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ORIGINAL ARTICLE
J Pathol Inform 2021,  12:49

Implementing flowDensity for automated analysis of bone marrow lymphocyte population


Department of Pathology and Genomic Medicine, Houston Methodist Hospital, Houston, TX, USA

Date of Submission02-Feb-2021
Date of Acceptance27-Sep-2021
Date of Web Publication09-Dec-2021

Correspondence Address:
Dr. Scott W Long
Department of Pathology and Genomic Medicine, Houston Methodist Hospital, 6565 Fannin St, M227, Houston, TX 77030.
USA
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Source of Support: None, Conflict of Interest: None


DOI: 10.4103/JOPI.JOPI_12_21

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   Abstract 

Introduction: Manual gating of flow cytometry (FCM) data for marrow cell analysis is a standard approach in current practice, although it is time- and labor-consuming. Recent advances in cytometry technology have led to significant efforts in developing partially or fully automated analysis methods. Although multiple supervised and unsupervised FCM data analysis algorithms have been developed, they have not been widely adopted by the clinical and research laboratories. In this study, we evaluated flowDensity, an open source freely available algorithm, as an automated analysis tool for classification of lymphocyte subsets in the bone marrow biopsy specimens. Materials and Methods: FlowDensity-based gating was applied to 102 normal bone marrow samples and compared with the manual analysis. Independent expression of each cell marker was assessed for comprehensive expression analysis and visualization. Results: Our findings showed a correlation between the manual and flowDensity-based gating in the lymphocyte subsets. However, flowDensity-based gating in the populations with a small number of cells in each cluster showed a low degree of correlation. Comprehensive expression analysis successfully identified and visualized the lymphocyte subsets. Discussion: Our study found that although flowDensity might be a promising method for FCM data analysis, more optimization is required before implementing this algorithm into day-to-day workflow.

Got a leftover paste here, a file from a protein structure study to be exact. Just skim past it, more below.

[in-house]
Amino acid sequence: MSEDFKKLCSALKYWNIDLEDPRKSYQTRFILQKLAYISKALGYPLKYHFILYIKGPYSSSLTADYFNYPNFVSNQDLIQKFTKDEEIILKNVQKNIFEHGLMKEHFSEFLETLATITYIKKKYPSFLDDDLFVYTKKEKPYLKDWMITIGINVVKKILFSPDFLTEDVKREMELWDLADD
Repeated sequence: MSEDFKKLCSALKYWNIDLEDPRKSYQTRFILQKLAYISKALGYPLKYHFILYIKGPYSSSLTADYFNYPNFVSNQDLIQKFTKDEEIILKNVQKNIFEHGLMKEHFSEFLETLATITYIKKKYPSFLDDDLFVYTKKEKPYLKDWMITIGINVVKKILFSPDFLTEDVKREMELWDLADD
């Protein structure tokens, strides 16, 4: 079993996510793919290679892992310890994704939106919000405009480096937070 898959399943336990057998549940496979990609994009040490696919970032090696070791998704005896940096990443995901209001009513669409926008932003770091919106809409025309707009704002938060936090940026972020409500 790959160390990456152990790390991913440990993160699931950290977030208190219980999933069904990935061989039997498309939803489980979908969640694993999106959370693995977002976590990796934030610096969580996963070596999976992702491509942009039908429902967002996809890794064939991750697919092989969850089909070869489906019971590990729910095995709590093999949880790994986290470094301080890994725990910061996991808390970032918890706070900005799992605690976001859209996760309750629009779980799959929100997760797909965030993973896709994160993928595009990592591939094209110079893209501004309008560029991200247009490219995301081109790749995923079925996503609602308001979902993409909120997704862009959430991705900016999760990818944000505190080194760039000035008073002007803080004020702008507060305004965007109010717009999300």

Keywords: Automated analysis, data analysis, data visualization, flow cytometry, flowDensity, gating


How to cite this article:
Eskandari G, Subedi S, Christensen P, Olsen RJ, Zu Y, Long SW. Implementing flowDensity for automated analysis of bone marrow lymphocyte population. J Pathol Inform 2021;12:49